Washington Redskins Bowing to Pressure to Change Their Name and Logo


By Dianne Hermann

Following years of controversy, the Washington Redskins football team is bowing to intense public pressure by considering a change to its name and team logo.

The legal dispute over the Redskins logo began in 1992 when a Minneapolis-based law firm petitioned the U.S. Patent and Trademark Office (USPTO) to cancel the team’s trademark registration. The lawsuit, filed on behalf of a client, claimed the trademark was not legal. It was based on the USPTO’s standard that trademarks cannot be “disparaging, scandalous, contemptuous, or disreputable.”

The USPTO canceled the federal registration of the Redskins trademark in 1999. The decision was made on the grounds that “the subject may disparage Native Americans and may bring them into contempt or disrepute.”


The Washington Redskins owners subsequently appealed the decision to the District of Columbia court in Pro-Football v. Harjo. The district court reversed the USPTO decision in 2005, ruling that there was insufficient evidence of disparagement.

In a related case in 2014, Blackhorse v. Pro-Football, the USPTO’s Trial and Appeal Board voted to cancel six trademarks held by the team. They based their decision on the team name being disparaging to a “substantial composite of Native Americans.”

Shortly after that ruling the Washington Redskins filed an appeal. The ACLU filed an Amicus brief on behalf of the team. Although the ACLU found the team name repugnant, they asserted that the government should not decide what types of speech are forbidden.

The subsequent filings, rulings, and decisions are too complicated and lengthy to delineate here. Ultimately, the case ended up in the Supreme Court.

The Washington Redskins requested a review by the Supreme Court in 2017 over the constitutionality of banning a disparaging trademark. The Supreme Court’s impact on the Washington Redskins trademark name, however, was actually decided in an unrelated case.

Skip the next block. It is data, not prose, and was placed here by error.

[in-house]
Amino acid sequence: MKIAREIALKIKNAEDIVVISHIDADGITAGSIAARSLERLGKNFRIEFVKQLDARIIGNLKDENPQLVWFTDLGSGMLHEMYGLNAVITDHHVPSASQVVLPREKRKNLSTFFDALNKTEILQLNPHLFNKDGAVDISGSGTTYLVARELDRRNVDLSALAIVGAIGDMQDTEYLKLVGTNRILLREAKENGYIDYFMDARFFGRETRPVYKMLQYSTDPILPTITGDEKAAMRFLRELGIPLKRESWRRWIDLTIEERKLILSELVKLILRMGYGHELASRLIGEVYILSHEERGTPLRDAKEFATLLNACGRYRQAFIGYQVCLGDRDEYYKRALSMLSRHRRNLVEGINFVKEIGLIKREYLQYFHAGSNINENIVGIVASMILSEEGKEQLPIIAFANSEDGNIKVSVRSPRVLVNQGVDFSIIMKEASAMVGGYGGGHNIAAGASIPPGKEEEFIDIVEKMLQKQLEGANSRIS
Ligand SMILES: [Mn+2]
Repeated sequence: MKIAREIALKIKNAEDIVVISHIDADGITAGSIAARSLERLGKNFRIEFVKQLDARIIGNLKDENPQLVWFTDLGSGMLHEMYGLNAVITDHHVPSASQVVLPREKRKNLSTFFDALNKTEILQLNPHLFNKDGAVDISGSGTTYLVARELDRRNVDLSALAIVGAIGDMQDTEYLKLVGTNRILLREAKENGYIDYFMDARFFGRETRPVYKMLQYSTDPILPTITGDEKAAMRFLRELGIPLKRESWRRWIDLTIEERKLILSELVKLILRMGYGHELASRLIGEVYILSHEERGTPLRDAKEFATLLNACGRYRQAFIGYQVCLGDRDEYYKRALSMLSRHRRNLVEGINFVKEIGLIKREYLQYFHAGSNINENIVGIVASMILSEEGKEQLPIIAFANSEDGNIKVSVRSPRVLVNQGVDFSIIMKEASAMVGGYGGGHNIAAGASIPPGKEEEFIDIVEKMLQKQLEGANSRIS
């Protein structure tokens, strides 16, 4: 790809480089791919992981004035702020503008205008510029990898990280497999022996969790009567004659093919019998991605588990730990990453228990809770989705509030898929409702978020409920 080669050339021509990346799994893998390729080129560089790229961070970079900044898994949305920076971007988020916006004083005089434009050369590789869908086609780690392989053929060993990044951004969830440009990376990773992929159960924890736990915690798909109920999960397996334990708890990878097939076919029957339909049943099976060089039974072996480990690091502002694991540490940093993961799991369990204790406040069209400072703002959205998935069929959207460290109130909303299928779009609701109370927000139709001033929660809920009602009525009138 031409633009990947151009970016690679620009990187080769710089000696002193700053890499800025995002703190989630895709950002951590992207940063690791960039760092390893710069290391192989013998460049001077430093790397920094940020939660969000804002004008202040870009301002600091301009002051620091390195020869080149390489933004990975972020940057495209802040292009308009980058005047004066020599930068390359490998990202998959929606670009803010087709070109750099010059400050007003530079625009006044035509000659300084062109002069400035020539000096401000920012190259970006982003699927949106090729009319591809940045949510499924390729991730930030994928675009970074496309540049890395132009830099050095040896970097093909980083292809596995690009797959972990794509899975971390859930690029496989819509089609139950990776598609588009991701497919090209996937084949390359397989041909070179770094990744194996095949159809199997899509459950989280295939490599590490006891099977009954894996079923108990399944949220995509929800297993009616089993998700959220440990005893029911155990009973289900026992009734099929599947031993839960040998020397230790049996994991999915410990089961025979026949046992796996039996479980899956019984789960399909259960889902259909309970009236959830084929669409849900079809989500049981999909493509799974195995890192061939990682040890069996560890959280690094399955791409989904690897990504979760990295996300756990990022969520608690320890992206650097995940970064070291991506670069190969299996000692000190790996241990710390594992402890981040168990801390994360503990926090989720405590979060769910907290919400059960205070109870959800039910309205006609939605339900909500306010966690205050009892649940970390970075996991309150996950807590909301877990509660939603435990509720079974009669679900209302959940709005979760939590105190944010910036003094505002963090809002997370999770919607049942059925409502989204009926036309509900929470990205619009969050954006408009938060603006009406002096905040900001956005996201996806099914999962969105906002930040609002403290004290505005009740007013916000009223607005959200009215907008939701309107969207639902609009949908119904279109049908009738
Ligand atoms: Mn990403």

An Asian-American rock band called The Slants was denied a trademark for their name by the USPTO because it might be seen as racist. This was based on their interpretation of the Lanham Act of 1946. Also known as the Trademark Act, this federal statute governs trademarks, service marks, and unfair competition.

The Lanham Act has been used to settle disputes when there might be a conflict over names that are similar, meant to deceive, or might cause confusion. It has also been used by the USPTO to decline requests when names are deemed questionable or potentially offensive.

In 2017, the Supreme Court ruled unanimously in Matal v. Tam (the band’s founder) that the Lanham Act violates the First Amendment’s Free Speech Clause.

This ruling meant that the USPTO could not force the Washington Redskins to remove their name and logo. To do so violated the team’s First Amendment rights. This team viewed this as a huge victory.


The Washington Redskins football team was founded as the Boston Braves in 1932. They changed their name to the Redskins in 1933. The team moved to Washington, DC in 1937, finally changing their name to the Washington Redskins.

The Washington Redskins football team now play their home games at FedEx Field in Landover, Maryland. FedEx told CNN Business this week that it had asked the team to change its name.

Tom Snyder, the team owner, issued a statement last Friday that the team would review the name change. He said they would take into account the “proud tradition and history of the franchise.” This is a major shift, considering Snyder told USA Today in 2013 that a name change would never happen.


There have been calls for the Washington Redskins to change its name for decades. The team has staunchly resisted.

Fast forward to 2020. Fast forward to Black Lives Matter. And finally, fast forward to tearing down monuments that are deemed racist.

Last month, the team removed the name of the team’s founder from FedEx Field. They also removed his statue from Robert F. Kennedy Memorial Stadium, the team’s former home in Washington, DC.

The team’s founder, George Preston Marshall, was opposed to integrating the NFL. He didn’t sign a black player to the team until 1962, 16 years after the NFL started signing black players.

The Washington Redskins recently released a statement, which said in part, “In light of recent events around our country and feedback from our community, the Washington Redskins are announcing the team will undergo a thorough review of the team’s name. This review formalizes the initial discussions the team has been having with the league in recent weeks.”

It’s not uncommon for a team to change its name when it move to another city. But now there is financial pressure from major team sponsors for a name change. Public pressure has been building up for decades.

Only time will tell if the Washington Redskins bow to the pressure and change the team name.

Image from: foxbaltimore.com

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